One out of every three cleaning products used in the US contains ingredients known to cause human health or environmental problems, according to the Janitorial Products Pollution Prevention Project (JP4), an EPA-funded initiative. Health problems caused by the chemicals in conventional cleaners include cancer, reproductive disorders, hormone disruption, major organ damage, permanent eye damage, asthma and other respiratory ailments, headaches, dizziness, and fatigue. Cleaning chemicals that make their way into the environment also contribute to non-vehicular emissions of volatile organic compounds (VOCs), which can cause respiratory problems, contribute to smog formation, and inhibit plant growth. By switching to safer, "green" cleaners, schools may improve student health, increase student performance, decrease environmental impacts, and reduce liabilities.
This section of the guide focuses on cleaners used in schools—including institutional products purchased by school custodial services or facilities departments, such as floor and carpet cleaners, multipurpose cleaners, bathroom and glass cleaners, and degreasers. Also covered in brief are environmentally preferable floor polishes and strippers, disinfectants and sanitizers, hand soaps, and graffiti removers. Although some small-scale schools may purchase household products to clean their facilities, this section does not address these products in detail because there are few agreed-upon environmental standards or independently certified household cleaning products available on the market. Moreover, green cleaning programs typically discourage using household products in the classroom, even if they are believed to be “green,” in an effort to develop consistent green cleaning protocols.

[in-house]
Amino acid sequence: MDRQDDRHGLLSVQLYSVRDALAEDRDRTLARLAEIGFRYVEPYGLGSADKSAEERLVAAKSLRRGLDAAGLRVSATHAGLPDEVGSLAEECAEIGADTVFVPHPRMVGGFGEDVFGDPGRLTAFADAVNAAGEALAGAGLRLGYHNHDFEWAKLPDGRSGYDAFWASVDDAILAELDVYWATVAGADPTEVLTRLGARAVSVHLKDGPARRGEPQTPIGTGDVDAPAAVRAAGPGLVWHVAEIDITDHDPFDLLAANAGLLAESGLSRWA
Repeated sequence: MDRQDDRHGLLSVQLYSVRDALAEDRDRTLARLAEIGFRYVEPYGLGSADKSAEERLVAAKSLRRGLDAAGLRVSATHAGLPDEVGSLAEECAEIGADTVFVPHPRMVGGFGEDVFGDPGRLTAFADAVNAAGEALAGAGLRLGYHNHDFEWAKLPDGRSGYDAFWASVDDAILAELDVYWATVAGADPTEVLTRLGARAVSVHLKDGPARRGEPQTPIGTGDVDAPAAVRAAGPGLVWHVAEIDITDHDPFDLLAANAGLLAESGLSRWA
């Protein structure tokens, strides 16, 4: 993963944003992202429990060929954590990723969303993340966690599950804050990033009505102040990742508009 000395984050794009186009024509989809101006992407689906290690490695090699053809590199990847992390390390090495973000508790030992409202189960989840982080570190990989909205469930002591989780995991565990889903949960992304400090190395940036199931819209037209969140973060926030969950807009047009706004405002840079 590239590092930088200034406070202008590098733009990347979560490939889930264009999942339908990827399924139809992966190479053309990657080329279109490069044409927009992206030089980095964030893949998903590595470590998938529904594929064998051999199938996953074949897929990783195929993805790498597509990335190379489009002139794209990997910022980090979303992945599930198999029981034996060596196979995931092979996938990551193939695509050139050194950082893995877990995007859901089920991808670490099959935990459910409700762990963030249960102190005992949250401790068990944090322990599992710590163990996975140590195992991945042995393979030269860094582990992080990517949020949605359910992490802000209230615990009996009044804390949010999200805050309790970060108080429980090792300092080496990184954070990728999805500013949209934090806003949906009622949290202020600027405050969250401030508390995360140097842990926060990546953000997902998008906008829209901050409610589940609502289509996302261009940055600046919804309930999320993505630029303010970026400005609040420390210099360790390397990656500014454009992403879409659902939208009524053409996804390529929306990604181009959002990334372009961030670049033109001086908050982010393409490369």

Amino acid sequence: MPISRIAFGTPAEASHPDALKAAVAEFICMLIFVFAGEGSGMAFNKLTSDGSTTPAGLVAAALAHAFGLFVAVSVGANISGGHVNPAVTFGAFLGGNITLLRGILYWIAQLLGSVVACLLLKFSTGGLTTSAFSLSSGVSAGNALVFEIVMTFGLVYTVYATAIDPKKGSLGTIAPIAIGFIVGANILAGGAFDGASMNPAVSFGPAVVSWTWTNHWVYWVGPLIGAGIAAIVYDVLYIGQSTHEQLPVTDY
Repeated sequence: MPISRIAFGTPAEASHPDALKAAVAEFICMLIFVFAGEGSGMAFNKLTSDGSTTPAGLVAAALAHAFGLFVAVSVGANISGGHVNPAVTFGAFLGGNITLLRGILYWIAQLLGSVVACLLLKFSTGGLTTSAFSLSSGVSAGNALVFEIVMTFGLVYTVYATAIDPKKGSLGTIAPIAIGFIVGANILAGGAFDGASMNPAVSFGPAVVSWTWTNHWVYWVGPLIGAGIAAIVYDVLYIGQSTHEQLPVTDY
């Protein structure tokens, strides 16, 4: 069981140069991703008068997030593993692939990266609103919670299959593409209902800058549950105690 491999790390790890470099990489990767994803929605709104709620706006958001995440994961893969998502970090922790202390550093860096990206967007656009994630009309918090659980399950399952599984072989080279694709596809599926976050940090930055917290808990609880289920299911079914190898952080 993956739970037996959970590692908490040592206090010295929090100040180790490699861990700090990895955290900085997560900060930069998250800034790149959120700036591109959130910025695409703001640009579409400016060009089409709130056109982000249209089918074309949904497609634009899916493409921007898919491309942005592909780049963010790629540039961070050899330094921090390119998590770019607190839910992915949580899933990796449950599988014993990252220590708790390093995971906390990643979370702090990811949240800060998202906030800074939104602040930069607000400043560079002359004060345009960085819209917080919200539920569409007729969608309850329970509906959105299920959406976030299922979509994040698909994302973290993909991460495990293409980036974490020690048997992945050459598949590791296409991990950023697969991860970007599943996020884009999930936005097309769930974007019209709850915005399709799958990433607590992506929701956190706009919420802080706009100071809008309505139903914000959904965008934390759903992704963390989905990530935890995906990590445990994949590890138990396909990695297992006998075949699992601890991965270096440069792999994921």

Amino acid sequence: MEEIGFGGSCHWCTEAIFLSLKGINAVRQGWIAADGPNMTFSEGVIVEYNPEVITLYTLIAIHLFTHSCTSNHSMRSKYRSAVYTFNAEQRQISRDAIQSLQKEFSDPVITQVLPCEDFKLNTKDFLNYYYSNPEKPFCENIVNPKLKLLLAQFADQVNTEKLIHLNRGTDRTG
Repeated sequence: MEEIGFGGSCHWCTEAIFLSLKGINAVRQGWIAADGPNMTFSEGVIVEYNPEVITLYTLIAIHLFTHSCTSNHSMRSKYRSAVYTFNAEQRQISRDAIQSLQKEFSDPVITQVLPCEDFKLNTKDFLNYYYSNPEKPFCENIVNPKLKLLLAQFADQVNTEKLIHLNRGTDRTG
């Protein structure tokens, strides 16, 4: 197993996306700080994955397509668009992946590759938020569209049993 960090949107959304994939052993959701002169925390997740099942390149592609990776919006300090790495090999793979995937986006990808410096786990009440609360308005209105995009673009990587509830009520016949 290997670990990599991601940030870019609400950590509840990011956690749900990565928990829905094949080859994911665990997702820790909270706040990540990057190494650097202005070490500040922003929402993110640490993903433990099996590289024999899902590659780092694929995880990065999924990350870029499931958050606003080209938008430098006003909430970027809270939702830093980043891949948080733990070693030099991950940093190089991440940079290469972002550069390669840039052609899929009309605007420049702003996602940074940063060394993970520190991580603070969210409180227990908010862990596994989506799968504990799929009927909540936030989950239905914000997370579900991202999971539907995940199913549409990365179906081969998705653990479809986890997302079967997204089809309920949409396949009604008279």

Approximately six billion pounds of cleaning chemicals are used every year in the US, according to green cleaning expert Steve Ashkin. The JP4 found that “[E]ach year about six out of every hundred professional janitors are injured by the chemicals that they use. Burns to the eyes and skin are the most common injuries [representing 20 percent of the total], followed closely by breathing toxic fumes.”
Children are particularly sensitive to the negative impacts of toxic chemical exposures because, compared to adults, their bodies are smaller, their metabolism is faster (so they breathe in more air), their hand-to-mouth behavior often leads them to ingest more toxic chemicals than adults, and their defenses are less developed, according to The California Office of Environmental Health Hazard Assessment, American Pediatric Association, and others.
Five million school-aged children nationwide reported having asthma in 2003, and 3.1 million experienced “an asthma episode” the previous year, according to the US Centers for Disease Control. CDC has deemed asthma to be “one of the leading causes of school absenteeism, which can negatively affect students’ academic performance.” By switching to less-toxic cleaning products, schools may be able to reduce the number of sick days students take – in large part by lessening exposures to chemicals known to trigger asthma attacks. In addition, green cleaning programs in schools may result in fewer worker compensation claims associated with accidental chemical spills and lower their hazardous material disposal costs.
Where Can I Get More Information
- Our Green Cleaning Toolkit - Green Schools Initiative and the California Department of Public Health are
collaborating to help schools in California implement green cleaning. Our toolkit of fact sheets, letter templates, forms, and case studies will help you get started in making the switch to green cleaning at your school.
- Cleaning for Healthy Schools - Offers a Toolkit, downloadable presentations, and many resources for implementing a green cleaning program at your school.
>Download Green Cleaning School Survey, Product Inventory, and Evaluation Forms
> Link to NY's Cost Calculator for Green Cleaners
> Link to Overview of School Green Cleaning Policies
Green Buying Tools
"Environmentally Preferable Purchasing" or "Green Purchasing" means integrating environmental and health factors into all procurement policies and decisions. Green purchasing can also save money, protect students and staff, and reduce liability—something schools everywhere should care about.
The following tools will help you get started: